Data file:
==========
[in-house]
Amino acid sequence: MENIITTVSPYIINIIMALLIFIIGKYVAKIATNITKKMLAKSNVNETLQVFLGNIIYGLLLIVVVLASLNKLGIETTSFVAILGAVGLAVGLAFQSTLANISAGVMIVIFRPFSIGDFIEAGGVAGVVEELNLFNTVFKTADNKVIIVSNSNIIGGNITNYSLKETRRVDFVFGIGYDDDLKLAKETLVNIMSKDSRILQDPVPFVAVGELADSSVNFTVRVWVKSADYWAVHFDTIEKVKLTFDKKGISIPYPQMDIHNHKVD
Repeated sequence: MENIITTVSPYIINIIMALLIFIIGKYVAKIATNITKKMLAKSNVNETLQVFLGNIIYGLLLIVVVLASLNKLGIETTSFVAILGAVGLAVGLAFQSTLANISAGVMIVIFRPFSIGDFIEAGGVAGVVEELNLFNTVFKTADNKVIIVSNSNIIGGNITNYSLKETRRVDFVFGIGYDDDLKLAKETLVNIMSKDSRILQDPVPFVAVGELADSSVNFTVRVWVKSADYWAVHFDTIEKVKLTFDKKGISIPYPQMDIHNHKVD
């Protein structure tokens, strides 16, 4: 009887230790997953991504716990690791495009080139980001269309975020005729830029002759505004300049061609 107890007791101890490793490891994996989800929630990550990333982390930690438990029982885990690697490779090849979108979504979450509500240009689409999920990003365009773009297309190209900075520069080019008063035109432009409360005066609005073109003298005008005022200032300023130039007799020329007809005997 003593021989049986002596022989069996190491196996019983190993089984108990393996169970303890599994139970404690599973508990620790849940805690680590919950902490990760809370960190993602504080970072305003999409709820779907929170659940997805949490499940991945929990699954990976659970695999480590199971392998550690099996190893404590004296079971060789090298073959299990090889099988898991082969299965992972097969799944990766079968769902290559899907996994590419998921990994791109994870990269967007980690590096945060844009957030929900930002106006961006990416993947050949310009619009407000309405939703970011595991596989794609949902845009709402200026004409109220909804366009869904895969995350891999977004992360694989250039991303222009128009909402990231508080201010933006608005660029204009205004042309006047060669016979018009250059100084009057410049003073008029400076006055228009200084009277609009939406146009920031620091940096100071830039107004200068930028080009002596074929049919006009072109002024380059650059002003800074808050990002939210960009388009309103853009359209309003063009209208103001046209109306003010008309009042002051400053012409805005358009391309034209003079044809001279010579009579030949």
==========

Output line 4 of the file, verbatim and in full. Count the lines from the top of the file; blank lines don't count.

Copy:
């Protein structure tokens, strides 16, 4: 009887230790997953991504716990690791495009080139980001269309975020005729830029002759505004300049061609 107890007791101890490793490891994996989800929630990550990333982390930690438990029982885990690697490779090849979108979504979450509500240009689409999920990003365009773009297309190209900075520069080019008063035109432009409360005066609005073109003298005008005022200032300023130039007799020329007809005997 003593021989049986002596022989069996190491196996019983190993089984108990393996169970303890599994139970404690599973508990620790849940805690680590919950902490990760809370960190993602504080970072305003999409709820779907929170659940997805949490499940991945929990699954990976659970695999480590199971392998550690099996190893404590004296079971060789090298073959299990090889099988898991082969299965992972097969799944990766079968769902290559899907996994590419998921990994791109994870990269967007980690590096945060844009957030929900930002106006961006990416993947050949310009619009407000309405939703970011595991596989794609949902845009709402200026004409109220909804366009869904895969995350891999977004992360694989250039991303222009128009909402990231508080201010933006608005660029204009205004042309006047060669016979018009250059100084009057410049003073008029400076006055228009200084009277609009939406146009920031620091940096100071830039107004200068930028080009002596074929049919006009072109002024380059650059002003800074808050990002939210960009388009309103853009359209309003063009209208103001046209109306003010008309009042002051400053012409805005358009391309034209003079044809001279010579009579030949």